by Karen Wenger
The Elizabethtown Child Care Center (ECCC), which is housed within our church building, will soon celebrate its 50th anniversary. This monumental landmark would not occur if it weren’t for the ongoing generosity of the members of this congregation who have provided the day care with a home since 1989.
That year, ECCC, which originally was based at Christ Lutheran Church, expanded its mission to take care of infants and school age children. Our church provided the space for the additional population. In 1999, the entire operation was moved under one roof to our facility, where it remains today, presently serving 140–150 children five days a week. Twenty-nine percent of the families using this service receive financial aid from governmental programs, the United Way, or private contributions.
In addition to the ECCC, we also house the Elizabethtown Community Nursery School (ECNS). This is a more traditional set-up, where preschool aged children attend classes several days a week. Ten percent of the families using the nursery school receive financial aid from either contributions managed by the nursery school or from the United Way.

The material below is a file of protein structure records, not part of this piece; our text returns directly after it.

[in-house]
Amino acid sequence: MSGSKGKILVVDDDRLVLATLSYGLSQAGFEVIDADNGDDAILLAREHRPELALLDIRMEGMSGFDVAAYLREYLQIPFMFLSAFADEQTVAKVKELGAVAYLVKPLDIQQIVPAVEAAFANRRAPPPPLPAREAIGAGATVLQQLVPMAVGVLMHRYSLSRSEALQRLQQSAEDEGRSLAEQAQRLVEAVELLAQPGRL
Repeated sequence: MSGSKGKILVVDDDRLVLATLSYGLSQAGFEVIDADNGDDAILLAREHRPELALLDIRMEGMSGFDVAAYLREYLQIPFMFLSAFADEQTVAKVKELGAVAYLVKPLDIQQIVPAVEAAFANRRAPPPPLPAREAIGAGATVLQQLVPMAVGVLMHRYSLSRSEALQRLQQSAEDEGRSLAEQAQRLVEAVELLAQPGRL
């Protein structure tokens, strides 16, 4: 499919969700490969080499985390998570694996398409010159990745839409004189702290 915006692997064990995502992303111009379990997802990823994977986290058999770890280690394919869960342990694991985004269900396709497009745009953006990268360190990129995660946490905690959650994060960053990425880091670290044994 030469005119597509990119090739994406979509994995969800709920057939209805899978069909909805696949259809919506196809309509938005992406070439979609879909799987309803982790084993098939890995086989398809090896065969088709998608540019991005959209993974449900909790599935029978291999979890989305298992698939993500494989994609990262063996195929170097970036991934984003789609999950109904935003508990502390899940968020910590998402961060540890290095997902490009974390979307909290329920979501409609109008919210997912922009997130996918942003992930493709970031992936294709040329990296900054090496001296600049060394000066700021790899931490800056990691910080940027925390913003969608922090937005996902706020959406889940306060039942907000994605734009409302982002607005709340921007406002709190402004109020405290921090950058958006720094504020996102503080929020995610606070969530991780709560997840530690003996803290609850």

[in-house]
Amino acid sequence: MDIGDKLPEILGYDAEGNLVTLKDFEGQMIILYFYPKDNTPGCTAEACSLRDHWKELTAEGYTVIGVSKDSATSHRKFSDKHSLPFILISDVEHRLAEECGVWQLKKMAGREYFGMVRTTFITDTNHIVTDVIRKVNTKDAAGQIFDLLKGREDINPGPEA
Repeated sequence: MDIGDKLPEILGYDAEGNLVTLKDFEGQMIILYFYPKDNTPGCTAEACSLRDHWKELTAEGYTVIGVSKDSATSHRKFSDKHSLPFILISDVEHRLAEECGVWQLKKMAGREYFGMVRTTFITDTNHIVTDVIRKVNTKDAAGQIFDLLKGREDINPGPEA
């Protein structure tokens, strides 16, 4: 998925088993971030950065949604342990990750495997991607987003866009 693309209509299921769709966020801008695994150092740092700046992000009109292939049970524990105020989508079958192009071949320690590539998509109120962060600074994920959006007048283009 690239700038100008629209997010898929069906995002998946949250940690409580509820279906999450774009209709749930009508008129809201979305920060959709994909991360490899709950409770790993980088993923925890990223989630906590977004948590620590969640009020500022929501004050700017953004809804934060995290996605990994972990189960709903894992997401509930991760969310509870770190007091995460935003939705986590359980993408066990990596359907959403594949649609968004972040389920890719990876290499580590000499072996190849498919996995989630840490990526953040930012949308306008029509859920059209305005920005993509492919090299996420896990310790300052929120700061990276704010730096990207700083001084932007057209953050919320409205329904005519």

Families in the area benefit by having access to affordable, high-quality childcare and preschool education programs. Indeed, ECCC has received the highest ranking granted by the Keystone Stars program. And the Community Nursery School is the only accredited preschool in Lancaster County by the National Association for the Accreditation of Young Children.
The generosity of this church has enabled both programs to keep costs lower for the families that utilize their services. The mission of both the day care and the nursery school aligns with our church’s commitment to be a positive presence in our community. It could be argued that if it weren’t for us, these two organizations would cease to exist.
A vote taken at the last Church Council meeting in May overwhelmingly approved to continue hosting both ECCC and ECNS. We as a congregation have confirmed our commitment to invest in affordable child care and early childhood education by subsidizing rent, providing a clean and secure space, and by working together to share communal space.
But can we take this commitment one step farther? What can we do to help this cause besides being a beneficent landlord? What can we do to make this service opportunity work? Some folks in this congregation are meeting with staff from the nursery school and the child care center to see how we can enhance our involvement in the care and education of the children who spend so much time in our midst. Ideas? Suggestions? Please contact Pat Williams, Jim Hollinger, or Karen Wenger.